Saltwater aquariums are bound to have cloudy water at some time or the other. A variety of reasons could cause this condition. It could be due to bacterial blooms, algae blooms, salt precipitation, spawning, insufficient filtering, sandstorms, or microbubbles. So, how to clear a cloudy saltwater tank?
The first step is to figure out the cause of the cloudiness. Cloudiness due to sand and bacterial blooms will clear on its own. For cloudiness due to other causes, you can improve the filtration, use a UV filter, correct the pH, use activated carbon, try frequent water changes, or check the skimmer.
Let’s take a detailed look at this now.
Why Saltwater Aquariums Become Cloudy?
Saltwater aquariums can become cloudy because of the following reasons.
1. Bacterial bloom.
Bacteria play an important role in converting the harmful nitrogenous organic waste in a fish tank into less harmful nitrates. However, it takes some time for the bacteria to establish a continuous nitrogen cycle.
Till then, the bacteria population can suddenly change in size. When there is excess nitrogenous waste in the tank, the number of bacteria may drastically increase.
This population explosion is called a bacterial bloom, and it can make the water look cloudy.
2. Algae bloom.
Excessive nutrients like phosphate and nitrogen in a saltwater aquarium can trigger algae growth. When this happens, it is called an algae bloom.
Algae blooms will turn the water green, red, or brown. It will also make the water cloudy.
You can distinguish between a bacterial bloom and algae bloom by the color of the water. The aquarium water will be milky in a bacterial bloom, but algae blooms make the water green, brown, or red.
In aquariums with sand as the substrate, sandstorms may occur. If you direct your water pump towards the sand at the bottom, it will disturb the sand and mix it with the water.
When the sand is stirred up, the fine particles can remain in the water for some time. It can cause the tank to appear cloudy.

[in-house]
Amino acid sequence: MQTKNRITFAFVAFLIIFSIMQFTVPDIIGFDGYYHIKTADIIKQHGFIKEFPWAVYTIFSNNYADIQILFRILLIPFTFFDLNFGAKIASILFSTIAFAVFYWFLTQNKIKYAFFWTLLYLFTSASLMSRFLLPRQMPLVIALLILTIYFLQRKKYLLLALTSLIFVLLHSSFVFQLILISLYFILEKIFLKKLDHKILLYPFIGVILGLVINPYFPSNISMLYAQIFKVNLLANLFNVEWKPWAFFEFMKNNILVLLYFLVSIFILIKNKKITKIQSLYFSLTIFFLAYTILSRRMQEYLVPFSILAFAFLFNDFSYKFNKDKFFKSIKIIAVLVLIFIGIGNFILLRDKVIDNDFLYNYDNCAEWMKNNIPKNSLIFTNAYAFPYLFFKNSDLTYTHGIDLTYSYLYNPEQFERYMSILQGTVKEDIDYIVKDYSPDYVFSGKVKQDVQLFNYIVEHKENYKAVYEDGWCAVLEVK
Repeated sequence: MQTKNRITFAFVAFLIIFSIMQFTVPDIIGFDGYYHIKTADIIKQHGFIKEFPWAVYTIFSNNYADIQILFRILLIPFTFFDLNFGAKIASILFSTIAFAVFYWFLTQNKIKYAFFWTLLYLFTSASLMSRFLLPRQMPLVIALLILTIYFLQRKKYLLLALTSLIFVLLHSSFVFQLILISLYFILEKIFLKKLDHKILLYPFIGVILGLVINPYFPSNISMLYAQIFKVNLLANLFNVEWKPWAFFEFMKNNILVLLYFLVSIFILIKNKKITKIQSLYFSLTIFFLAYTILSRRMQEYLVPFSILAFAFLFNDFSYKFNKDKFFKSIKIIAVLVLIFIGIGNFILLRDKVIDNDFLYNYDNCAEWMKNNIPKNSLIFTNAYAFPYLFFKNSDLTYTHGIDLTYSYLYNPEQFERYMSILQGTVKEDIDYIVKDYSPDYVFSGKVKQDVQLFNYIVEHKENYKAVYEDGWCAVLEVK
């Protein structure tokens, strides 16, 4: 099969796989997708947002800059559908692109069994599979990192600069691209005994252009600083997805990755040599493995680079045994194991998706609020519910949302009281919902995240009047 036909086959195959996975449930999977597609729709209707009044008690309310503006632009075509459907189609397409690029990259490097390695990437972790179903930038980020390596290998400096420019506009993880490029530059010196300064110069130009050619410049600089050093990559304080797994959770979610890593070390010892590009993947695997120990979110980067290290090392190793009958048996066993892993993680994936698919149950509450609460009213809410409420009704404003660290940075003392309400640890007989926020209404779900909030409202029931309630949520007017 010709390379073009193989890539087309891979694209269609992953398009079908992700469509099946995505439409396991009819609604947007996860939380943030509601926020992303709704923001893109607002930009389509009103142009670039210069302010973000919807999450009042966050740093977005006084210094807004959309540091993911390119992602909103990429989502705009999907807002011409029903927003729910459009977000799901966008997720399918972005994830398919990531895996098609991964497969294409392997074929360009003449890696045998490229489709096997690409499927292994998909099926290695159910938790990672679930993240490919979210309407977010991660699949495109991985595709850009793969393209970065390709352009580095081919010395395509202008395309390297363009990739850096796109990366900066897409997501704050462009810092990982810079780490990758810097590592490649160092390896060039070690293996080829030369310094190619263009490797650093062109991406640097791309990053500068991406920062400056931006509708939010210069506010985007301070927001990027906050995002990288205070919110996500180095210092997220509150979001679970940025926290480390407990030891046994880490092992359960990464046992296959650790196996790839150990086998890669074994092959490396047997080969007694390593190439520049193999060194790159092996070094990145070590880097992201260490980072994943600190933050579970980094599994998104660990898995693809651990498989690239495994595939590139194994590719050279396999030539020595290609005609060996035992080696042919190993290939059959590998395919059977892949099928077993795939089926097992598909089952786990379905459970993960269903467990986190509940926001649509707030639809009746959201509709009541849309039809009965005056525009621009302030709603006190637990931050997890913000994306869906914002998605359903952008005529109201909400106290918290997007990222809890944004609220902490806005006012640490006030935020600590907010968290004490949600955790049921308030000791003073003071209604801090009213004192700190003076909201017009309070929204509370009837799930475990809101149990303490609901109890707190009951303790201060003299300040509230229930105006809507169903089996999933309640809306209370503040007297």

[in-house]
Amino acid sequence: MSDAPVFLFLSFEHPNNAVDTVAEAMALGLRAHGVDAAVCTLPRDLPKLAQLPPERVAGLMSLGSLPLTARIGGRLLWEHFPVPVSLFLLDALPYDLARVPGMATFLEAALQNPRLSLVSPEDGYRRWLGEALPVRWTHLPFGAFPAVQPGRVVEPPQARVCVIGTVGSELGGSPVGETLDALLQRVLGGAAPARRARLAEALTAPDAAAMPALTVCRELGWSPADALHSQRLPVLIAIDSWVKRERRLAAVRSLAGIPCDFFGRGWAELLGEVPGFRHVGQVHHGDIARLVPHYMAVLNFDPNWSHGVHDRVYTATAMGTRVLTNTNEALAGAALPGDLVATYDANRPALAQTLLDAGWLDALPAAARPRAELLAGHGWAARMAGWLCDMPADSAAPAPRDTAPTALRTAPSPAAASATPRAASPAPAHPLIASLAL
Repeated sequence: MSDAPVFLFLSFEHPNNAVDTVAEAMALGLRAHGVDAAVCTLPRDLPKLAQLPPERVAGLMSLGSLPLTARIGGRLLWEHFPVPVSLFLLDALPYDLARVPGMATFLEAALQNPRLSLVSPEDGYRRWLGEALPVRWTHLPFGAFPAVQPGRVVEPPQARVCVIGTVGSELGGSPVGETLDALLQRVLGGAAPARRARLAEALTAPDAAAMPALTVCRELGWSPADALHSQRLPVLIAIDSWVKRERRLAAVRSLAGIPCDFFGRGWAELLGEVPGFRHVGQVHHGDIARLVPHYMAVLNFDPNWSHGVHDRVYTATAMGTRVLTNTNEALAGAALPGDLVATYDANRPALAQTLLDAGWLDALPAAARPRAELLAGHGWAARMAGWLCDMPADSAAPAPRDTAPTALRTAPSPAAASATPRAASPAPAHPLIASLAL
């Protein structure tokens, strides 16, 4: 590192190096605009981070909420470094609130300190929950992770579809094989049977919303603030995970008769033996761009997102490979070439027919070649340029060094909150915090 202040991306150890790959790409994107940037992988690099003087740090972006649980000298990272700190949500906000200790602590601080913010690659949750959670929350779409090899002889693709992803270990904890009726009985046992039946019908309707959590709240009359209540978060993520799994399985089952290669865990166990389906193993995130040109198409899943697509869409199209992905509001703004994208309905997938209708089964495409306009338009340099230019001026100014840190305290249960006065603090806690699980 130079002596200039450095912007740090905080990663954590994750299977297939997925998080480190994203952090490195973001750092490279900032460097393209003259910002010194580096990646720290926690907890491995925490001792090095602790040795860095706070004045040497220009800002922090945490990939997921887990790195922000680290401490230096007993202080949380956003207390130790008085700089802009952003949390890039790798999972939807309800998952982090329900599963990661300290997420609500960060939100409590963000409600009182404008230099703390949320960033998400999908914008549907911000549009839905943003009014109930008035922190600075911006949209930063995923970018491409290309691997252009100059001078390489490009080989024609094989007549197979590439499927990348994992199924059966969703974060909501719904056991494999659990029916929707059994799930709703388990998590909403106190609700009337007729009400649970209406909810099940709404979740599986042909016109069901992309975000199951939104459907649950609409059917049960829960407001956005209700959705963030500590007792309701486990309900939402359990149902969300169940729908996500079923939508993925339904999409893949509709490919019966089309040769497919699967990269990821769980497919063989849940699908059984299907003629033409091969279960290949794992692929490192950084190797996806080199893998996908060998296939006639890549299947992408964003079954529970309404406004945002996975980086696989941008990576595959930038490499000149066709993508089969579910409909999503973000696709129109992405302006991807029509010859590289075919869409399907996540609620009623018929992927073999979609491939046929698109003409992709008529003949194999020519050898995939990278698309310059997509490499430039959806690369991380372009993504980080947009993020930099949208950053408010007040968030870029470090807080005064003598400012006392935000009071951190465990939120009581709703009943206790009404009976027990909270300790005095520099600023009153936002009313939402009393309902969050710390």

Recommended Further Reading:
- How To Make Aquarium Water Soft? (4 Foolproof Ways)
- 3 Best Internal Filters For Aquariums + How To Choose
- 5 Best Plants For Saltwater Tanks (How To Choose The Best)
4. Salt precipitation.
You may already know that salt water has a higher salt concentration than freshwater. Amongst other salts, it also contains calcium carbonate, which gives the water a cloudy appearance.
When calcium precipitates, it has a milky white appearance. This spreads over the water and makes the tank water look cloudy.
If there are many mature corals in your saltwater tank, they may be responsible for the cloudy water. Massive spawning of the corals will cause the water to appear cloudy.
Although you may have a filtration system in place, it may not be able to clear the water quickly enough.
The same can also happen when many of your fish simultaneously spawn and release masses of eggs into the tank.
6. Insufficient filtering.
The filtration system in your saltwater aquarium should remove the waste in the water and keep your tank clean. However, it will operate efficiently only when you clean it at regular intervals.
If you delay cleaning it for too long, the filter can get clogged and dirty. When the filter does not operate properly, the waste remains in the water and causes discoloration.
Insufficient filtration can also become a problem if you increase the number of fish and plants in your tank without compensating for their additional filtration needs.
If you use a protein skimmer in your tank and haven’t set it up properly, it can cause microbubbles to appear. These microbubbles can cause turbulence in the water and make it look cloudy.
It can also be caused by leakage from the skimmer. In either case, microbubbles form in the tank, and these excessive bubbles can make the water appear cloudy.
Related Further Reading:
- Can Aquarium Salt Go Bad Or Expire? (How To Make It Last Long?)
- Is Distilled Water Safe For Fish? (Why Not + How To Make It Safe?)
- New Tank Syndrome (Explained For Beginners)